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Indexation and the Effect of a Price-Level Shock on Relative Wage Variability

A. Steven Holland and James S. Fackler
The Review of Economics and Statistics
Vol. 70, No. 3 (Aug., 1988), pp. 524-526
Published by: The MIT Press
DOI: 10.2307/1926794
Stable URL: http://www.jstor.org/stable/1926794
Page Count: 3
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Indexation and the Effect of a Price-Level Shock on Relative Wage Variability
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Abstract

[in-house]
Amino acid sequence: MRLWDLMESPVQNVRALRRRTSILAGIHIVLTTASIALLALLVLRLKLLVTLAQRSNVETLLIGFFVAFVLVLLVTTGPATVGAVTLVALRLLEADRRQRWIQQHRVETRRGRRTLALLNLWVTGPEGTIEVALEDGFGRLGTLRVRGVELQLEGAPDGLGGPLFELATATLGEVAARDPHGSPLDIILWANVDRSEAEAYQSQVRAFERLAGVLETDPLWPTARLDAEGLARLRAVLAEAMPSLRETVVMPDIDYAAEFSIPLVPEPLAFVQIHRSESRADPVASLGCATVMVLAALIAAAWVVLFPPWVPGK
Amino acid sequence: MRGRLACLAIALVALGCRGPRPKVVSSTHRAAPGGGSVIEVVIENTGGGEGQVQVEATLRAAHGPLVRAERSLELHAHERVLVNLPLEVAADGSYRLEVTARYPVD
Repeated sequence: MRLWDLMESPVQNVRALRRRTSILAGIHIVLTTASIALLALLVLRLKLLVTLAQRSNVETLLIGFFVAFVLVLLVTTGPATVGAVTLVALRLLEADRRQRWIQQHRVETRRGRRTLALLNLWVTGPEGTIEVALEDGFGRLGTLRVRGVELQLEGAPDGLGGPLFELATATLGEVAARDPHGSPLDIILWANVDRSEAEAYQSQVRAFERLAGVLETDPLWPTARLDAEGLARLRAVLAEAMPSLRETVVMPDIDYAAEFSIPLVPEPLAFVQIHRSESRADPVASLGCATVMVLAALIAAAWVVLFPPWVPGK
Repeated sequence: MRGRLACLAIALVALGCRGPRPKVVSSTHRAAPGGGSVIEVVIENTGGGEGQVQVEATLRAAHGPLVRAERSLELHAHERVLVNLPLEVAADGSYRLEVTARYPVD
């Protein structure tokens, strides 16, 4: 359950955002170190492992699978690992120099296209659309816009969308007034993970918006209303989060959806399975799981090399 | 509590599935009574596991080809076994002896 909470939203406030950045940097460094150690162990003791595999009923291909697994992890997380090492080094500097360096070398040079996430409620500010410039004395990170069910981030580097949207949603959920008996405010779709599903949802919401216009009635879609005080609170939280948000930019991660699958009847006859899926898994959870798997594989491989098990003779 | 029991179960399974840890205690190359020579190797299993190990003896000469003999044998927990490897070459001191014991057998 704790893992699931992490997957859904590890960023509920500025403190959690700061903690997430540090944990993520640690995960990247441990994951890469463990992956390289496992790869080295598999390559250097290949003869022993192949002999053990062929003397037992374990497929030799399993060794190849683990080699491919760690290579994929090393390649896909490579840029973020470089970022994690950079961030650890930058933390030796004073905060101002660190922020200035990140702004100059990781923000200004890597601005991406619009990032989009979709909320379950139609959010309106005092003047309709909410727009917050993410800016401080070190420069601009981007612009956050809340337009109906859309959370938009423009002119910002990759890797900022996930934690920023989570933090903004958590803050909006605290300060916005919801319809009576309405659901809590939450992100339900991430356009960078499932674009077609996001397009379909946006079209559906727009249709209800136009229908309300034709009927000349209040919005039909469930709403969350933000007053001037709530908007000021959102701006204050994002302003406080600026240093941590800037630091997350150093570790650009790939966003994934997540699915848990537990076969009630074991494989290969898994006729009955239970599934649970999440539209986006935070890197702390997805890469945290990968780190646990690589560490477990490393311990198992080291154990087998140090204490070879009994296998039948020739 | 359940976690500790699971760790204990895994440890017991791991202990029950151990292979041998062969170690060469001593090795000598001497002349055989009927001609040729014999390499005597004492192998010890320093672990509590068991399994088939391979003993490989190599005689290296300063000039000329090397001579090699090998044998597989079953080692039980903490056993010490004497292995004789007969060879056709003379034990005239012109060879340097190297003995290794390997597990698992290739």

Empirical studies indicate that price-level shocks increase the variability of relative prices but reduce the variability of relative wages. Some authors suggest that the discrepancy reflects an omitted variable, the degree of wage indexation. We use a proxy for the degree of wage indexation in the United States--the prevalence of cost-of-living adjustment clauses in major collective bargaining agreements--to reexamine the relationship between price-level shocks and relative wage variability. We find that although it tends to reduce relative wage variability, indexation is not responsible for the absence of a positive effect of a price-level shock.

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